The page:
So often I find that when I am teaching my students, I am actually teaching myself. I listen to the words come out of my mouth and find that I am convicted to live in a new way. It isn’t as though I talk about the Gospel and the Lord all day long and pat myself on the back. Rather, I find myself over and over having to admit that I am falling short of living the Good News fully.
One of my classes is finishing up a section on martyrs. They researched fairly recent martyrs with most of them living at some point during the 1900s. Then I showed two videos from Chris Stefanick about two priests who lived boldly during times of war. One priest was Fr. Emil Kapaun and the other was Fr. Vincent Capodanno, both of whom are at various stages of the canonization process.
Each video revealed how these men offered hope in situations that seemed hopeless. Fr. Kapaun became a POW during the Korean War and Fr. Capodanno died in a battle in the Vietnam War. In spite of persecution, Fr. Kapaun encouraged the men, leading them in prayer and risking his own safety to help them survive. As a war raged, Fr. Capodanno ran across the battlefield, offering last rites to wounded soldiers and bringing tangible peace with his presence and words. Their ability to provide hope in war changed the people they encountered. For some, it saved their lives and for others, it brought a calm in the midst of the storm.
As we reflected on these priests in class, I found myself inviting them (and by extension myself) to be hope-bearers in this world. High school can be such a difficult place for them, but the frustrations they experience are often carried into life beyond high school. What if they were people that others found hope in? What if we were able to provide a calm in the midst of the storm? A battle rages around us: wouldn’t it be beautiful if others found a place to rest when they were in our presence?
Continue reading “Two Bearers of Hope”
As much as our world changes and the values and morals alter concurrently, sometimes it is good to see that embedded deep within us is a natural understanding of how we should respond. Many health situations that create controversy and endless disagreements often start from a good intention that is found within us as human beings. The push for assisted suicide generally comes from seeing someone suffering and acknowledging that things shouldn’t be that way. Our desire to eliminate suffering in others is good, but we don’t always pursue the correct course of action.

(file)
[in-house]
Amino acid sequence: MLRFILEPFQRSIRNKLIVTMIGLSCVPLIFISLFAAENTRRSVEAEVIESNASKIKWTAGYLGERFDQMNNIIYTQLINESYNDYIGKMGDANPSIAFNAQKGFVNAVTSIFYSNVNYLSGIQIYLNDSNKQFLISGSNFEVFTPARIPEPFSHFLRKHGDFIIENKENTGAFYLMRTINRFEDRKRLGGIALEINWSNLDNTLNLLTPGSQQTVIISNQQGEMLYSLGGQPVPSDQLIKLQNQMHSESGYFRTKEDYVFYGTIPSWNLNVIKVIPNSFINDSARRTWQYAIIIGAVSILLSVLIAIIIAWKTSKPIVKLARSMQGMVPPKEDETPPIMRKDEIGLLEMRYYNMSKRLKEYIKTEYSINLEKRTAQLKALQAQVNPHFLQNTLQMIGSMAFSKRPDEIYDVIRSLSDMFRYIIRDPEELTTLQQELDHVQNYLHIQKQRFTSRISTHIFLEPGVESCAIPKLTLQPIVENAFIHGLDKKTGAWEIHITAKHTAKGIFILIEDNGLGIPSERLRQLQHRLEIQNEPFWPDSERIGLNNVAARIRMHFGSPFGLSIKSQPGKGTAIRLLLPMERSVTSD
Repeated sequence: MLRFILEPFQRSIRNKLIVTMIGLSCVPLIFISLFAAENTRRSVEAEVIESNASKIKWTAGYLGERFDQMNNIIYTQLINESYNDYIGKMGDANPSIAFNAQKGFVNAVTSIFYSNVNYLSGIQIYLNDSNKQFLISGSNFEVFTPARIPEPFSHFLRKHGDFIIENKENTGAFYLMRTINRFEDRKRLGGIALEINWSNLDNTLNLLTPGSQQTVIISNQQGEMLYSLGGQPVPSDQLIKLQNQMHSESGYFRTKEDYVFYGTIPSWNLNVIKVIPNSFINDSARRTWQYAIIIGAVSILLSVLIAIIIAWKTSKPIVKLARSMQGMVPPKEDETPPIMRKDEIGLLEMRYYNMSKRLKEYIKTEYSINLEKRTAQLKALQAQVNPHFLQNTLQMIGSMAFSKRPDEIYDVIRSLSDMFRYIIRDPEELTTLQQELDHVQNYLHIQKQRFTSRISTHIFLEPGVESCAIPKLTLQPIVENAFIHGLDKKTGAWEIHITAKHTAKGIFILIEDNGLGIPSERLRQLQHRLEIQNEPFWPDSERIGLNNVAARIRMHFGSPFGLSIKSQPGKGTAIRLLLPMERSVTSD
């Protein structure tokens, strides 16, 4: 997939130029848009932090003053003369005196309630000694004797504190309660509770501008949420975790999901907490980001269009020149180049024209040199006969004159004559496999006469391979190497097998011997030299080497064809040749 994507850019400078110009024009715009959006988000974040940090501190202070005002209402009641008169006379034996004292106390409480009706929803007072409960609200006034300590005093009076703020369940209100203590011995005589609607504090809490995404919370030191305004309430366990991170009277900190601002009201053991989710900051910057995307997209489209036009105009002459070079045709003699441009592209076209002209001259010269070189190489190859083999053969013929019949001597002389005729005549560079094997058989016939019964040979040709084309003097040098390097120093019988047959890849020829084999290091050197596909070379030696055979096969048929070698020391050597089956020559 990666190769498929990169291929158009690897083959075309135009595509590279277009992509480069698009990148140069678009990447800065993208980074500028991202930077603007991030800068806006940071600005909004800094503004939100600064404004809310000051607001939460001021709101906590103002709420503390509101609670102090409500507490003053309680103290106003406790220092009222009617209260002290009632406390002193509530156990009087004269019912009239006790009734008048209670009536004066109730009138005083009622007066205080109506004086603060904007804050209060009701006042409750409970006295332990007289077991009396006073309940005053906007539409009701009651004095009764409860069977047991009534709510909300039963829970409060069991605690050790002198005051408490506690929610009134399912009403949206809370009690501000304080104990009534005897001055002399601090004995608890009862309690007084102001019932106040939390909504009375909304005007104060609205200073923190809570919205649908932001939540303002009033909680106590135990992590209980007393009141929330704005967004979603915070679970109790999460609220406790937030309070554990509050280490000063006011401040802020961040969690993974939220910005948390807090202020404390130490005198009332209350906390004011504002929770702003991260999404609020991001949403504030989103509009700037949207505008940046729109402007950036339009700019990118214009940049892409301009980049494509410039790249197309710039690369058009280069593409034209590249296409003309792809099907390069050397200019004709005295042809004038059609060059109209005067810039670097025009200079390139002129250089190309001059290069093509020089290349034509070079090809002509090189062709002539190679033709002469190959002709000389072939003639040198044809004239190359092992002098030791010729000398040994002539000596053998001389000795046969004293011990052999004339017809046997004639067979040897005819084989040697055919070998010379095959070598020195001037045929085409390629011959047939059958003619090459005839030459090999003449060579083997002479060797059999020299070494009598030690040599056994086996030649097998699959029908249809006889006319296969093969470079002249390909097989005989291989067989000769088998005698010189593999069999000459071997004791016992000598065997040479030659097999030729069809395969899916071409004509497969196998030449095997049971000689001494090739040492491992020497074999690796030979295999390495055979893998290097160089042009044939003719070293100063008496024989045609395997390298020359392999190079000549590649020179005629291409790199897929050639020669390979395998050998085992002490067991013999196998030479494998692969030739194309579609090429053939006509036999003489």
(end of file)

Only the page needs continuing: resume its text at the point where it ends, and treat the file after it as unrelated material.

What this tends to create in society is the belief that each individual should be able to do what they think is best. As an individualistic society, we are quick to argue that nobody can force their beliefs and opinions on me. I am free to do whatever I want, whenever I want. Sometimes we will add the caveat “as long as I am not hurting anyone,” but often, culturally, we see our freedom as the one objective truth.
Do you remember hearing roughly a month ago about a MLB umpire who saved a woman from jumping off the Roberto Clemente bridge in Pittsburgh? I found the story a beautiful testament of someone caring about a stranger and doing something when others just walked by. What I find particularly interesting about the story is how it was reported. People came together to help a woman who was trying to jump off the bridge and commit suicide. John Tumpane, the man who first started helping the woman, is spoken of as a hero and as someone who saved another person’s life. These weren’t Christian news agencies, but this event was reported very similarly in several mainstream secular articles.
I agree that he was able to help save someone’s life, but I find the cultural inconsistency obvious.
This woman didn’t want to live. She made a plan, she started to carry out that plan, and then she was stopped by someone walking by. Most people will look at this as a positive ending to a story that could have been tragic. We see someone wanting to end it all and we rejoice that someone noticed and she was able to hopefully receive the help she needed.
In a purely individualistic sense, what I see is a woman who was not allowed to make a choice she wanted to make. She wanted to end her life, but other people decided that her life was worth living, worth saving. To us, it is easy to see this as heroism in action.
Why do we as a culture not view this as an infringement on her rights? Continue reading “Heroic Action or Infringement of Rights?”